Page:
New Found Glory Wraps Busy Year, Looks Ahead to Future

New Found Glory

2007 is a special year for New Found Glory — it marks their 10-year anniversary. Over that time span, the band has released six albums, a pair of EPs and performed hundreds of shows all over the world. More importantly, they have become a staple to the pop-punk genre by providing a shining example of how to keep it real in the music industry.

The year was a prototypically busy one for the band, who embarked on a short stint with Fall Out Boy, took part in the summer phenomena known as Warped Tour for a third time, released a sequel to 2000’s movie-cover EP From The Screen To Your Stereo, and recently wrapped a co-headlining tour with Senses Fail.

What makes this so remarkable is that earlier in the year they parted ways with longtime home Geffen Records, granting them free agent status for the first time in their career. Despite lacking the support of a label, the band refused to slow down.

“Regardless of a label or not, we’re still able to tour, put out records and sell out shows — which is the important thing,” singer Jordan Pundik admitted to me over the phone. “We’ve always been a self-sufficient band, so we can work through anything.”

While their final record on Geffen, 2006’s Coming Home, failed to match the sales figures from their previous releases, Pundik remains more proud of it than any other.

“I think that that record came out when it was supposed to come out,” he explained. “Those songs came out for a reason… and it was a record that I think we needed to make to show that as a band we had progressed.”

That progression led the band, which also features guitarists Chad Gilbert and Steve Klein, bassist Ian Grushka and drummer Cyrus Bolooki, to capitalize on their label-less situation. As a result, they set to work on From The Screen To Your Stereo Part II, which was something fans had been hounding the band to release.

“We had always talked about doing it but we never could because we were stuck on Geffen… and they didn’t want us doing it,” Pundik pointed out. “What’s great about not being on a label right now [is that] we’re able to do what we want.”

In May the band holed up at Gilbert’s house in Texas to record the album. The writing process was a bit different from their usual routine, proving to be “a lot more laid back because the songs were pretty much done,” Pundik said. “All we had to do was make it our own style.”

This time around, they chose to cover everything from Go West’s “King Of Wishful Thinking” to The Goo Goo Dolls’ “Iris,” and again opted to put it out though Drive-Thru Records, who had released the first EP. In addition, the band called on several friends to help in the process, including Patrick Stump (Fall Out Boy), Chris Carrabba (Dashboard Confessional), Adam Lazzara (Taking Back Sunday) and Lisa Loeb.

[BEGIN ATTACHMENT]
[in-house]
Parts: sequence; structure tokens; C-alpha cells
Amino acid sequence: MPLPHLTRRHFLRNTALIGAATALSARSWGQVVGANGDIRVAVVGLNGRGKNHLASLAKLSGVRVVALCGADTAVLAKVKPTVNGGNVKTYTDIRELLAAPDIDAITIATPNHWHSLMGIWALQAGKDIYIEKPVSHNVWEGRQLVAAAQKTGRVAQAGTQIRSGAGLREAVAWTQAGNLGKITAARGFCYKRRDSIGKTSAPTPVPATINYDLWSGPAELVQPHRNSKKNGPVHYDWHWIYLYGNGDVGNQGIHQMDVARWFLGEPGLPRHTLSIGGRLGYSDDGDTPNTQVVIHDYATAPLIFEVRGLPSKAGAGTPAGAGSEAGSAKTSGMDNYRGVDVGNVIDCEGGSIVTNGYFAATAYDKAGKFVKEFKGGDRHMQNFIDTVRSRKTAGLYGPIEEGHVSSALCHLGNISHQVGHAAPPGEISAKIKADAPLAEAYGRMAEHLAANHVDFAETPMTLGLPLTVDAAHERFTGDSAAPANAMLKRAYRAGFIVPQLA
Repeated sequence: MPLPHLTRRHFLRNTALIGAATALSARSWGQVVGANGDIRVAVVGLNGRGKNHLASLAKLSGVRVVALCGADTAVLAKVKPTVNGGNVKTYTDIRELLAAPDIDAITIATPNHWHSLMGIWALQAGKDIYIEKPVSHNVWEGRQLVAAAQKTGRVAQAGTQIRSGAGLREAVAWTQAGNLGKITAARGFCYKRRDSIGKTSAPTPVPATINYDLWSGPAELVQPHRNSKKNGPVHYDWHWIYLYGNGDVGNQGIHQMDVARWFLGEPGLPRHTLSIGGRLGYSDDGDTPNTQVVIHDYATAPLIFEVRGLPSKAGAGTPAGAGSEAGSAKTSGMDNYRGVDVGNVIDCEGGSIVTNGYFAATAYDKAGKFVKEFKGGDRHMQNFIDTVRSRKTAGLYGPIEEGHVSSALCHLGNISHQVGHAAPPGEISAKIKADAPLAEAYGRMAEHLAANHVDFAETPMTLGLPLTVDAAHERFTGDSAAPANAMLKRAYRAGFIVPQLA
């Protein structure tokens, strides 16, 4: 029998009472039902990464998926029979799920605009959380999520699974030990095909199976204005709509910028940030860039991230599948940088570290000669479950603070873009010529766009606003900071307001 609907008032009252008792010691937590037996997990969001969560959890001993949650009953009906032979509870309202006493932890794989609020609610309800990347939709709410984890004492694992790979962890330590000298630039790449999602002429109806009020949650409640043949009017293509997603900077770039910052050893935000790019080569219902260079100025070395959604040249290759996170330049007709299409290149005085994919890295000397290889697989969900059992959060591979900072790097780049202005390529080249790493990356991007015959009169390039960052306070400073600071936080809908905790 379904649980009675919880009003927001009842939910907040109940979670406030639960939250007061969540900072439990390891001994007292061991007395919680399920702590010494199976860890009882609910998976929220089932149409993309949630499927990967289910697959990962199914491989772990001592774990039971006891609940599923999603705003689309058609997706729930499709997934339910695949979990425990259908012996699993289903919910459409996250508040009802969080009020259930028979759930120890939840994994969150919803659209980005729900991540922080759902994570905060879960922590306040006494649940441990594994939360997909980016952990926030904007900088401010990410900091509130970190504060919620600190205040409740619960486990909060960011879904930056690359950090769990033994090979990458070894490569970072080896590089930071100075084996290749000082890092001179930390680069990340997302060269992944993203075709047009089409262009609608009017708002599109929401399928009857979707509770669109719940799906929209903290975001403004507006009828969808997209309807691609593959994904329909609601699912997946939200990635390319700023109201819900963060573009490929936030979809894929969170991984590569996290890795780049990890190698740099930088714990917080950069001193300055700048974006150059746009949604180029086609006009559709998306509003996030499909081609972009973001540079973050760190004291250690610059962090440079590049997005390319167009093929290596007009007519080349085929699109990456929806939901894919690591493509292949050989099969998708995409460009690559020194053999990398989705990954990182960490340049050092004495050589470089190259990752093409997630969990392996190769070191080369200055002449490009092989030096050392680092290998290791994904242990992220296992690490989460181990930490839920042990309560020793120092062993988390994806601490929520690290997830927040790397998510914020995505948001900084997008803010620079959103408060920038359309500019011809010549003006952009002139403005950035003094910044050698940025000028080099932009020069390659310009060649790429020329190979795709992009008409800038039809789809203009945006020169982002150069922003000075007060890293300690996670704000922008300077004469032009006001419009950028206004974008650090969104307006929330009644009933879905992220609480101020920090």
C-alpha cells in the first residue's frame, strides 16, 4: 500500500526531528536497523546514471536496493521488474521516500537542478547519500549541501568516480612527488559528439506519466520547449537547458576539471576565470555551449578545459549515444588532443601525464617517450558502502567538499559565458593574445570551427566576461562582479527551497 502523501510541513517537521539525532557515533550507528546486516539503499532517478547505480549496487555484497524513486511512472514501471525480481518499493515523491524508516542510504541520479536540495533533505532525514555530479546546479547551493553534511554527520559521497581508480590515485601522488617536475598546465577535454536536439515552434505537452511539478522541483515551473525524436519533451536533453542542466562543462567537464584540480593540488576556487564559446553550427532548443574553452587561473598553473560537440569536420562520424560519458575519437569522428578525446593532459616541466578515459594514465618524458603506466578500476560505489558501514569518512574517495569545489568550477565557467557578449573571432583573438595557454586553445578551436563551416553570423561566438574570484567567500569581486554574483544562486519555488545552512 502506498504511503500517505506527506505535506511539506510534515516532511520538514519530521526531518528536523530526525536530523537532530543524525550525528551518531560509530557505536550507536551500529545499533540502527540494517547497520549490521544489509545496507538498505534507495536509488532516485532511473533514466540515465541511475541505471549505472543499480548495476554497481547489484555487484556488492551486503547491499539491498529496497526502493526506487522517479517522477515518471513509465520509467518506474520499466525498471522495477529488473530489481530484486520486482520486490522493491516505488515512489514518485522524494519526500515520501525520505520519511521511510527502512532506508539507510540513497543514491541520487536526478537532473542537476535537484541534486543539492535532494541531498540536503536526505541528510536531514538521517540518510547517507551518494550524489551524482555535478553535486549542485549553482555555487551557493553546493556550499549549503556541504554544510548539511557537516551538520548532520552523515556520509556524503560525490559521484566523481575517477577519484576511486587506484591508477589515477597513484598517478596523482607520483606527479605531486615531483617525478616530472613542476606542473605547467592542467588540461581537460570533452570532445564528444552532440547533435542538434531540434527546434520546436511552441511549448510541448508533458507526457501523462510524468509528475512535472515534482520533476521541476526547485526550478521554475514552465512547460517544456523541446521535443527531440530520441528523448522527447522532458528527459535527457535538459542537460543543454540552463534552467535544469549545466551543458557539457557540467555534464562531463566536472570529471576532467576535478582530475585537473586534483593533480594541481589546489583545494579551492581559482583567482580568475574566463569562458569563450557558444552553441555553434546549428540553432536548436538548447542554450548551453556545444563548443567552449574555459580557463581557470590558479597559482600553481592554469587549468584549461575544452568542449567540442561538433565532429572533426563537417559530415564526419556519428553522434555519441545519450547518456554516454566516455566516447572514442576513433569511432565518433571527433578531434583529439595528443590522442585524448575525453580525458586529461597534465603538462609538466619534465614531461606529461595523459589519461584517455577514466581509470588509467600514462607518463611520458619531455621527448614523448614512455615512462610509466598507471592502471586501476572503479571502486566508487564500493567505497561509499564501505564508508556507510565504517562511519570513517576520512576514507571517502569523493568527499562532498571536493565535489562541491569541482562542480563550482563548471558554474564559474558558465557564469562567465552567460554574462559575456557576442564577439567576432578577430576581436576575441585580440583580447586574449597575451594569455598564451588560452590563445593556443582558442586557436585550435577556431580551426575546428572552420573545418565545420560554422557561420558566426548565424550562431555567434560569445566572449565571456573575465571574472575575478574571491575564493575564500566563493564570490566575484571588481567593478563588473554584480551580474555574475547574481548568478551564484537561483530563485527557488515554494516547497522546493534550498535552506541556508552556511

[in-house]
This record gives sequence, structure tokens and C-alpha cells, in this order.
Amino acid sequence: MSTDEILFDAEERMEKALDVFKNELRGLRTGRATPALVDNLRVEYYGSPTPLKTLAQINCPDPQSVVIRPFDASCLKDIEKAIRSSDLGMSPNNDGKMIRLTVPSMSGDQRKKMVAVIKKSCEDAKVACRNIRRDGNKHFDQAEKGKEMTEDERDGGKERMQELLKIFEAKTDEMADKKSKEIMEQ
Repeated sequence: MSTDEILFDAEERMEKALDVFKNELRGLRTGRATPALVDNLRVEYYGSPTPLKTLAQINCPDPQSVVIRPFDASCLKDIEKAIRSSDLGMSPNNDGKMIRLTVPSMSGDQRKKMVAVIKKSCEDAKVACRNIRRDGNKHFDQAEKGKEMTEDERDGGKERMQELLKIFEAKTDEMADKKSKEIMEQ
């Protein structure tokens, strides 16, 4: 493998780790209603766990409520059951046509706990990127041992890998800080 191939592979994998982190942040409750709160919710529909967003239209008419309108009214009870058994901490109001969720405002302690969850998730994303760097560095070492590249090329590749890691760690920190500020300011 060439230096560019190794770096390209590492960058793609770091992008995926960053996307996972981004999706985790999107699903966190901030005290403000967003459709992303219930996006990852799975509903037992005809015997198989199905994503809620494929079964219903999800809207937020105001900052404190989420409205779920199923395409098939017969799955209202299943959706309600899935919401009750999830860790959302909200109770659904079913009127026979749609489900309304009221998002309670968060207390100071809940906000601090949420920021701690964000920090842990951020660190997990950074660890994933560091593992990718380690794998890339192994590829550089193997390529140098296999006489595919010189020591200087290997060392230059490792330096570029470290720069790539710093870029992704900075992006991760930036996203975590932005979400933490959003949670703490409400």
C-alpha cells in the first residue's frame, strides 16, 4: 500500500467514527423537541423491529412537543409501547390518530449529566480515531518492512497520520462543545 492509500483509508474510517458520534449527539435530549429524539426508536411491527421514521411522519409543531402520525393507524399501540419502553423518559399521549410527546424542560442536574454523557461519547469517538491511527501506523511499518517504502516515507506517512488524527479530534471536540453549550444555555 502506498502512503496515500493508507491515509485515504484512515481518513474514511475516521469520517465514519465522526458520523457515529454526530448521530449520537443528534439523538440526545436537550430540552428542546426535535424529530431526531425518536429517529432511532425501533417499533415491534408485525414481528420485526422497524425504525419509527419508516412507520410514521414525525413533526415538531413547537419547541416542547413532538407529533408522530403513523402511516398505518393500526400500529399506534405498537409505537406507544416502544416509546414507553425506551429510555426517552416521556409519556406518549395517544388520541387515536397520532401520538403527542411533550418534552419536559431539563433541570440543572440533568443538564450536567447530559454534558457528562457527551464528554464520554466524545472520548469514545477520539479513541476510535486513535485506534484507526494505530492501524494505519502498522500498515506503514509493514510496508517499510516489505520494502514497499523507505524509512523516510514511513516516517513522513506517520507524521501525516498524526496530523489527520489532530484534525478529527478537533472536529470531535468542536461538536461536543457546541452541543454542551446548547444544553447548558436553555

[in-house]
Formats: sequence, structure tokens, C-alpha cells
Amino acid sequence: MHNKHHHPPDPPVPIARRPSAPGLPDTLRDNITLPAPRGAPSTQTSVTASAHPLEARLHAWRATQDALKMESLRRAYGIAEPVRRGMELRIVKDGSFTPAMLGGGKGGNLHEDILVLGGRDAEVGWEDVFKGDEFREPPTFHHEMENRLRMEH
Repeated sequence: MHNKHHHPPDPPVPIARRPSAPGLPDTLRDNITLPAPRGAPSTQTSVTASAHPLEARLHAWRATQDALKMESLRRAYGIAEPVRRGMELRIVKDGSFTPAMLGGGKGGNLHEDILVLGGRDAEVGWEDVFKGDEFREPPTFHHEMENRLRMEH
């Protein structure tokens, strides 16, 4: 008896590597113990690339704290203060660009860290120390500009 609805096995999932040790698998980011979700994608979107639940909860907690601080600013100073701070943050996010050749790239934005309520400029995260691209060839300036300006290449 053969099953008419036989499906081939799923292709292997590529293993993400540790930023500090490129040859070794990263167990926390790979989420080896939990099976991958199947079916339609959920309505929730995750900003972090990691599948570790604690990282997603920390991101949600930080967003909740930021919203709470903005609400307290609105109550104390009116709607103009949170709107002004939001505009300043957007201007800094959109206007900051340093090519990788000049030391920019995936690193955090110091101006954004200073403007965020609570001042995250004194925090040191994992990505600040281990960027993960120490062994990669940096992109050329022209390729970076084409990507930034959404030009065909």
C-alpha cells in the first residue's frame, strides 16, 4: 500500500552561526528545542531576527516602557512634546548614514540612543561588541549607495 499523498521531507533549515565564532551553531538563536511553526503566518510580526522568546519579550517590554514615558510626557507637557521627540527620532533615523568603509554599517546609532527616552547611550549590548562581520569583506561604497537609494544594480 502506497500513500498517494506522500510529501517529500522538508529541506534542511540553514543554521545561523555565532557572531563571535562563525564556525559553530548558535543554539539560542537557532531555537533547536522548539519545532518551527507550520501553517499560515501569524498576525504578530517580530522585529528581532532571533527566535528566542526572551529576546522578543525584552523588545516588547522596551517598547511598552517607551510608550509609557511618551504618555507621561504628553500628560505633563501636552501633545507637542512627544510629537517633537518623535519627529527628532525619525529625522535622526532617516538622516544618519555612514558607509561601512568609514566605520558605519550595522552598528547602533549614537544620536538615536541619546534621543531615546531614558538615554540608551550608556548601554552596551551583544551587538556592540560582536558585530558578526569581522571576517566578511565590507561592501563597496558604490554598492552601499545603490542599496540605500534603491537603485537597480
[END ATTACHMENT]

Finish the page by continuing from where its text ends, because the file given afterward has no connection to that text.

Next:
“It was just bands and guys we’ve been friends with for a long time… who used to be fans and stuff and still are,” Pundik said. “It was really flattering because they wanted to be a part of it.”

Next on the band’s horizon will be a new six-song EP, which will be released through Boston hardcore/punk label Bridge Nine Records. In a displaying of their hardcore influences, it is set to feature cover songs of Shelter and Gorilla Biscuits and three original songs, which Pundik described as similar to the intro song on Catalyst. The EP, which the band recently finished recording, will see a limited release sometime early next year.

Then in January the band will be heading overseas for a one-month European tour alongside Paramore. Once they return home, Pundik said they will focus on writing and recording a new album, which they hope to have out next summer on their new label.

When asked about what direction the band will take, he admitted, “It’s hard to say. We like to keep our fans on their toes.” Nevertheless, he alluded the few riffs the band have been working on have sounded “almost like a pop-punk snap kick.”

Meanwhile, in a time when bands seem to go through members like spare tires or just break up altogether, what has allowed New Found Glory to last this long?

“There’s no better job than what we do, so we don’t let the little things bother us,” Pundik replied. “The love of writing music and playing for kids all around the world keeps us going… We’ll try and keep putting out good records for them.”

Here’s to the next 10 years. May they be as memorable as the first.

Originally appeared in The Chimes